Madison Mele studied in Florence, Italy for four weeks through the AIFS summer program. Her main goal was to learn about the Renaissance, enriching her understanding of literature by studying the history, art, and humanistic values that engulfed that time period and emanate through the streets of Florence. She took a painting class to fulfill her goal of practicing techniques of her artistic genius predecessors and to marvel at the many significant art pieces that played an important role in transforming history. Some of these pieces included Michelangelo's "Statue of David," Brunelleschi's Duomo, the Ponte Vecchio and Arno River, the Uffizi Gallery, the Medici Castle and other ancient buildings. She would often seek out museums that displayed women artists' work from the Renaissance time period that were lost or destroyed but recovered thanks to the Advancing Women Artists Foundation. In her free time, she could be found walking the streets with her enthusiastic, Dutch professor, Frans, who was not only a walking encyclopedia but an extremely friendly local who introduced her to some of the people who enlightened her journey. Not only was Frans competent in painting and art history, but he also knew everything about history, literature, language, and music. Sharing his wisdom and knowledge with Madison was one of the many highlights of her experience. Madison also took advantage of the many excursions offered by her program, including trips to Siena, Lucca, Cinque Terre, Caramanico, and Chianti. Through merging her in-class knowledge with the culture and history right outsider her doorstep, Madison was able to reach her goals of becoming competent in the Renaissance, immersing herself in the Italian culture and making friends with the locals, along with learning a whole lot about herself and her place in this world.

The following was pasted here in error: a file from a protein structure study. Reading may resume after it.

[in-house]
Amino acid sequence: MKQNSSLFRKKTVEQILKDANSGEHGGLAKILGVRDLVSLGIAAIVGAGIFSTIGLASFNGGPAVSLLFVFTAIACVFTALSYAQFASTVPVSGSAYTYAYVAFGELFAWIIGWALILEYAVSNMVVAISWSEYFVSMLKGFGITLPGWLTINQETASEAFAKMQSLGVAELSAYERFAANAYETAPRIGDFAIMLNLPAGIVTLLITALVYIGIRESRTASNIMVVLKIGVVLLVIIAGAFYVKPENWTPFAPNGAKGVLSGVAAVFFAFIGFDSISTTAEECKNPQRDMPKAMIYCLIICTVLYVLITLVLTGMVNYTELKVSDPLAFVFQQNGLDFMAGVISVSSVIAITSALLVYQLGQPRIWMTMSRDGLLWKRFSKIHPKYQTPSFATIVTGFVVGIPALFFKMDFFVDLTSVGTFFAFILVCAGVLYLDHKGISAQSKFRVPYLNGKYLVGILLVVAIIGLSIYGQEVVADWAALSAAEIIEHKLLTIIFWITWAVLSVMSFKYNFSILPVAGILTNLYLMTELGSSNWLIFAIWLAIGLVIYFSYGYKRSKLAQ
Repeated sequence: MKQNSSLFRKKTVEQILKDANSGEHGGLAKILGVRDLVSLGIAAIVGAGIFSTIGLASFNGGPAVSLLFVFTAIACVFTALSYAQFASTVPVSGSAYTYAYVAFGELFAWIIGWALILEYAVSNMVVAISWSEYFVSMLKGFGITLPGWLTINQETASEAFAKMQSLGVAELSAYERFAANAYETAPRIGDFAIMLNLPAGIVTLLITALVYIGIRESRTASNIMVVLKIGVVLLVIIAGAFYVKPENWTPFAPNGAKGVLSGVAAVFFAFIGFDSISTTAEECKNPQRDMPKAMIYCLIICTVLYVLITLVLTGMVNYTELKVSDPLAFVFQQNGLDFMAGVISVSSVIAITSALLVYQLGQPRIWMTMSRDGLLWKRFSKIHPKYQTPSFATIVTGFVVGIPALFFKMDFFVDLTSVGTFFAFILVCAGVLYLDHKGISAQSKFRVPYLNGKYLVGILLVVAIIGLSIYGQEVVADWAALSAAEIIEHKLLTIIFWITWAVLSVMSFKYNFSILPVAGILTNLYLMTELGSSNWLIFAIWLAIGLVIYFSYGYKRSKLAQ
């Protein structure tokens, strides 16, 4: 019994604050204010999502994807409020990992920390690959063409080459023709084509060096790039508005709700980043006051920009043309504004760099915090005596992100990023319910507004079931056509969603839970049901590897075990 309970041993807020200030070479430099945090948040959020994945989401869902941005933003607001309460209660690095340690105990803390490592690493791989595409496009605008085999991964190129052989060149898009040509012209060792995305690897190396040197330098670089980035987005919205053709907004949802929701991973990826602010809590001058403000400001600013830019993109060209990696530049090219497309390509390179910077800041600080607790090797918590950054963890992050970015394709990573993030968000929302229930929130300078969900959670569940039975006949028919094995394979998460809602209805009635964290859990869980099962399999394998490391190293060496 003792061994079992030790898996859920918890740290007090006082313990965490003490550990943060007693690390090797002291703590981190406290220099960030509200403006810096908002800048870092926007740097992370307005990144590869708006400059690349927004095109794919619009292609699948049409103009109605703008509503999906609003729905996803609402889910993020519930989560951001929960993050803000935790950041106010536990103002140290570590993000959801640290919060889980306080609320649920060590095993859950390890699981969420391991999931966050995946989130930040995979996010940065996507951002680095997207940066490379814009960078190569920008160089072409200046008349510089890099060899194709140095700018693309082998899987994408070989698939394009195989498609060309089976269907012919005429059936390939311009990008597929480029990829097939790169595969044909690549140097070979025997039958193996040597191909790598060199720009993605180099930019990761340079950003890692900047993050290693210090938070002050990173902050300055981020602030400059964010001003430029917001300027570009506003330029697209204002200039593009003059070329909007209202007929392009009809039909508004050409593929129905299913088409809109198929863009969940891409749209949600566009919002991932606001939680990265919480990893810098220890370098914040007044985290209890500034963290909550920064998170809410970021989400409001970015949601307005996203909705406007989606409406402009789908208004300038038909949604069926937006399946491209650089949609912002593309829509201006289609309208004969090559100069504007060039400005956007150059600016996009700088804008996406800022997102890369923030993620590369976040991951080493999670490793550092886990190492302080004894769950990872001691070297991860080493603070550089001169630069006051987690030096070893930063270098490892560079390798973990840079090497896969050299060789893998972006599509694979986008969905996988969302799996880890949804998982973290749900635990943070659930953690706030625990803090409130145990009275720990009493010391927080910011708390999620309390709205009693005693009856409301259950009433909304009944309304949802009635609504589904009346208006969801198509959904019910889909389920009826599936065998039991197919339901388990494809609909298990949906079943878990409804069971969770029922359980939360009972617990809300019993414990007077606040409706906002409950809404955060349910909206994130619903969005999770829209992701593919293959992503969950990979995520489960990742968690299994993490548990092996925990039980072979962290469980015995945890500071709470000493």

CEE Title: Please Excuse My First Language
Our CEE was extremely interactive and was designed to simulate the language barrier that we were dsicussing. To begin, Professor Carlson played Simon Says in Spanish with the audience. Most of the audience did not speak Spanish at all, so the activity was challenging for them. Our motive was to get the audience to feel frustrated and confused when playing Simon Says because that 's how study abroad and international students often feel when entering a foreign country. After that, we asked the audience how the activity made them feel and explained that this is how we felt in our host countries at times. We then explained the round table discussions where one international or study abroad student sat with a group and discussed one of the questions in the envelope. After five minutes, we would open the discussion to the entire audience. We repeated this four times for all four questions. At the end of the discussions, we had a brief PowerPoint presentation about how to overcome the language barrier. We also shared personal stories of our time abroad. Overall, the event was fun and extremely meaningful. People enjoyed it and were inspired to study abroad while also making international students feel more comfortable on Thiel's campus.